[flickr]photo:6054914196[/flickr]Fencing installed to keep pedestrians from crossing LSD at Queen’s Landing
[This piece also appears in Time Out Chicago.]
Gabe Klein’s words were eerily prescient. In July I asked the new Chicago Department of Transportation (CDOT) chief if he’d consider re-installing the signalized crosswalk that had allowed pedestrians to safely cross from Buckingham Fountain to Monroe Harbor for 17 years until Mayor Daley removed it. “I would like to put it back,” he said. “People are crossing anyway and they’re running across Lake Shore Drive.”
On August 6, during Eminem’s set at Lollapalooza, as dozens of kids ran across the drive attempting to jump the fences on the east side of the festival, two young men were struck by a car, sustaining serious-to-critical injuries, as they tried to sprint across the ten lanes of traffic east of the fountain.
It wasn’t the first pedestrian mishap at this location. The site is called Queen’s Landing (at approximately 500 S Lake Shore Drive) because in 1959 the city stopped traffic and rolled a red carpet across the drive during a visit from Queen Elizabeth II so the monarch could stroll from the royal yacht to the fountain. In 1988 a speeding motorist killed 13-year-old Annette Ruiz as she tried to make the crossing. In response, the city quickly installed the crosswalk and stoplight.
But in 2005, shortly after Daley created the Traffic Management Authority with the goal of improving motorized traffic flow, the city quietly took down the stoplight and fenced off the crosswalk. “It’s all about getting the traffic through more expeditiously,” explained spokeswoman Monique Bond at the time. But the closure forced pedestrians to make a quarter-mile detour north to Jackson or south to Balbo to cross safely, and then-Loop Alderman Burton Natarus, park and pedestrian advocates cried foul.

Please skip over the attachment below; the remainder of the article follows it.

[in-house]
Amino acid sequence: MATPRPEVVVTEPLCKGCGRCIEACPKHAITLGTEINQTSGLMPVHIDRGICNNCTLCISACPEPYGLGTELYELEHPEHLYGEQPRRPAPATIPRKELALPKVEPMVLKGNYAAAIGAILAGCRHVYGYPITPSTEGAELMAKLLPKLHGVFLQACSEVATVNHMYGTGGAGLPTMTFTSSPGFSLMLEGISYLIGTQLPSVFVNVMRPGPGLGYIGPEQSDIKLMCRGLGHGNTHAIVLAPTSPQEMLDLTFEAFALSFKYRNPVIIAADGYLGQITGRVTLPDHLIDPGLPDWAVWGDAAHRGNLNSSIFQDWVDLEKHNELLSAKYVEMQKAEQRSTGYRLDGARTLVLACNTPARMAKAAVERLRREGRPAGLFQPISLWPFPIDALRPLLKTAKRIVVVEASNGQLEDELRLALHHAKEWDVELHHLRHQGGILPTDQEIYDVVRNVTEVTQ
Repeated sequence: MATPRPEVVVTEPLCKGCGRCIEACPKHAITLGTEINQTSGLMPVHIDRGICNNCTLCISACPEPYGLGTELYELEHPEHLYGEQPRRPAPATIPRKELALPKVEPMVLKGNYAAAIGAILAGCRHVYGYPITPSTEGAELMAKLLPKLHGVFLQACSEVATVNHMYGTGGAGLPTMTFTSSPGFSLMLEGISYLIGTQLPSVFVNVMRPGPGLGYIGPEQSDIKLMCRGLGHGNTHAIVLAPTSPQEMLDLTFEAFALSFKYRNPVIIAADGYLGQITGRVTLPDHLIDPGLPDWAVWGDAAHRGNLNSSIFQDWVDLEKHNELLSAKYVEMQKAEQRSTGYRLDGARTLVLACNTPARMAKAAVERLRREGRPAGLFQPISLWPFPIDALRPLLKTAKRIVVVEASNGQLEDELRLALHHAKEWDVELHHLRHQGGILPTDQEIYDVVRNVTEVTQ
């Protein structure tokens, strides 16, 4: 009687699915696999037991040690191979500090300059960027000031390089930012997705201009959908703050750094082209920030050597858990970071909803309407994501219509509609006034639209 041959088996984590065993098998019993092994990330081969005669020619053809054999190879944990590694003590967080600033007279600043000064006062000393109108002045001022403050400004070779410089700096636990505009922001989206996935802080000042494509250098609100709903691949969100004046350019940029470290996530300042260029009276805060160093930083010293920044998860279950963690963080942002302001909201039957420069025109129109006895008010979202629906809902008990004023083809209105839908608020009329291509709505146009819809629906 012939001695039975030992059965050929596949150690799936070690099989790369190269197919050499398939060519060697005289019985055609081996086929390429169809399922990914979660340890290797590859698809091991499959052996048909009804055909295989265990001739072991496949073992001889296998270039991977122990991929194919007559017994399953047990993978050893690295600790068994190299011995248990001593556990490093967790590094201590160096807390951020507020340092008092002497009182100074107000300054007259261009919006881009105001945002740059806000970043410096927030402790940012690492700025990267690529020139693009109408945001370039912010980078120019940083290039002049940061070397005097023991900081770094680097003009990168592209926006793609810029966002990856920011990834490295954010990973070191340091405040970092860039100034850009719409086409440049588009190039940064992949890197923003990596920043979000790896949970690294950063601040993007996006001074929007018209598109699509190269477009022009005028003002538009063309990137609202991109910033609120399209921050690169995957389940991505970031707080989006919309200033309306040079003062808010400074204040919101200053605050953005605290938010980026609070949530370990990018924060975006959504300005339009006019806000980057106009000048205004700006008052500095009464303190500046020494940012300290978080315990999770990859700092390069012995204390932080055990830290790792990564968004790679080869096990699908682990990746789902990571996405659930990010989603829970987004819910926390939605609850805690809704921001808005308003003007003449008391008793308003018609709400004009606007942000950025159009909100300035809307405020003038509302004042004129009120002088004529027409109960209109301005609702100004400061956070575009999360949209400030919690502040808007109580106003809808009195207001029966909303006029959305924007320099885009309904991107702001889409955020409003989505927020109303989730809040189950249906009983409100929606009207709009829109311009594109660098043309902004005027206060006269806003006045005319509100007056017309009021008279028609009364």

[flickr]photo:27457310[/flickr]The “God Save the Queen’s Landing Crosswalk” protest organized by pedestrian advocates shortly after the crosswalk removal
Active Transportation Alliance director Ron Burke says the recent crash is a stark reminder this city needs better walking infrastructure. Cars struck over 3,000 pedestrians and killed 34 in Chicago in 2009, the most recent year for which data is available, according to the Illinois Department of Transportation (IDOT) records. “With so many people interested in crossing the drive at Queen’s Landing in order to visit Buckingham Fountain and the lakeshore, it’s imperative to reopen the crosswalk,” Burke says.
Arguably the missing crosswalk isn’t to blame for the Lollapalooza accident since people weren’t supposed to be entering the festival at Buckingham Fountain anyway. In the last few years fence jumping has become an increasing problem, with hundreds of kids, including social media-organized flash mobs, gathering outside the perimeter of the concert grounds and attempting to crash the gates, says Lisa Hickey, marketing director at C3 Presents, the Austin-based company that stages Lollapalooza. “These groups are in it for a thrill, and not at all concerned for their own safety,” she says.
[flickr]photo:6016624370[/flickr]Lollapalooza security staff detains gate crashers – photo by Flickr user mrbuckwheattree
During the fest pedestrians are not permitted to cross the drive between Monroe and the museum campus underpass at Roosevelt, Hickey says. In response to increasing numbers of “jumpers,” this year both sides of Lake Shore Drive were secured with fences and barricades plus numerous police officers and festival security staff, she says. Each year C3 and the city add security improvements and they’ll continue to look at ways to deter illegal crossing of the drive and gatecrashing, Hickey says.
CDOT spokesman Brian Steele told us his agency will be part of this discussion and revealed the signalized crosswalk at Queen’s Landing is coming back. “Last weekend’s crash illustrates the need for a well-designed pedestrian crossing,” he says. “We are working with IDOT on a plan to reinstall [the crosswalk] this fall,” he says.
[flickr]photo:6054917750[/flickr]View of the fencing from Buckingham Fountain plaza
Pedestrian advocate Michael Burton, whose Campaign for a Free and Clear Lakefront put out an only-half-joking call for completely “de-paving” Lake Shore Drive in the late aughties, applauds the city’s decision. “This recent tragedy vividly illustrates that high speed motor traffic has no place on Chicago’s lakefront,” he says. “As Daniel Burnham wrote in The Plan of Chicago, ‘The lakefront by right belongs to the people… not a foot of its shores should be appropriated to the exclusion of the people.’ “